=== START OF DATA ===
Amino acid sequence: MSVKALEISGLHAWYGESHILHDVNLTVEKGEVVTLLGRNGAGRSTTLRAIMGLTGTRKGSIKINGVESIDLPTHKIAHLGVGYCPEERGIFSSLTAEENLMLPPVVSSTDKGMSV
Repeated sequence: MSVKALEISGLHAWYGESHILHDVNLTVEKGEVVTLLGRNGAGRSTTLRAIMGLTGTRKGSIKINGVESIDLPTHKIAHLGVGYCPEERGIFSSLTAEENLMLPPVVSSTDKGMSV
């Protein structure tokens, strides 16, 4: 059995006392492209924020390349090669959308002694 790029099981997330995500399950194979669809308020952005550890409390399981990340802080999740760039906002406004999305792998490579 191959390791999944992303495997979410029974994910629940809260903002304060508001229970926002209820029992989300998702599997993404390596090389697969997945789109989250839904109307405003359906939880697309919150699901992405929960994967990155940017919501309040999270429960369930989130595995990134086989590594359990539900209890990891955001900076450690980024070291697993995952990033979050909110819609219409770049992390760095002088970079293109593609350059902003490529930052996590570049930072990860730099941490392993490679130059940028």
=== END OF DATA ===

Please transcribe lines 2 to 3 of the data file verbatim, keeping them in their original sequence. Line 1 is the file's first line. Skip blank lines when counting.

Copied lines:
Repeated sequence: MSVKALEISGLHAWYGESHILHDVNLTVEKGEVVTLLGRNGAGRSTTLRAIMGLTGTRKGSIKINGVESIDLPTHKIAHLGVGYCPEERGIFSSLTAEENLMLPPVVSSTDKGMSV
């Protein structure tokens, strides 16, 4: 059995006392492209924020390349090669959308002694 790029099981997330995500399950194979669809308020952005550890409390399981990340802080999740760039906002406004999305792998490579 191959390791999944992303495997979410029974994910629940809260903002304060508001229970926002209820029992989300998702599997993404390596090389697969997945789109989250839904109307405003359906939880697309919150699901992405929960994967990155940017919501309040999270429960369930989130595995990134086989590594359990539900209890990891955001900076450690980024070291697993995952990033979050909110819609219409770049992390760095002088970079293109593609350059902003490529930052996590570049930072990860730099941490392993490679130059940028």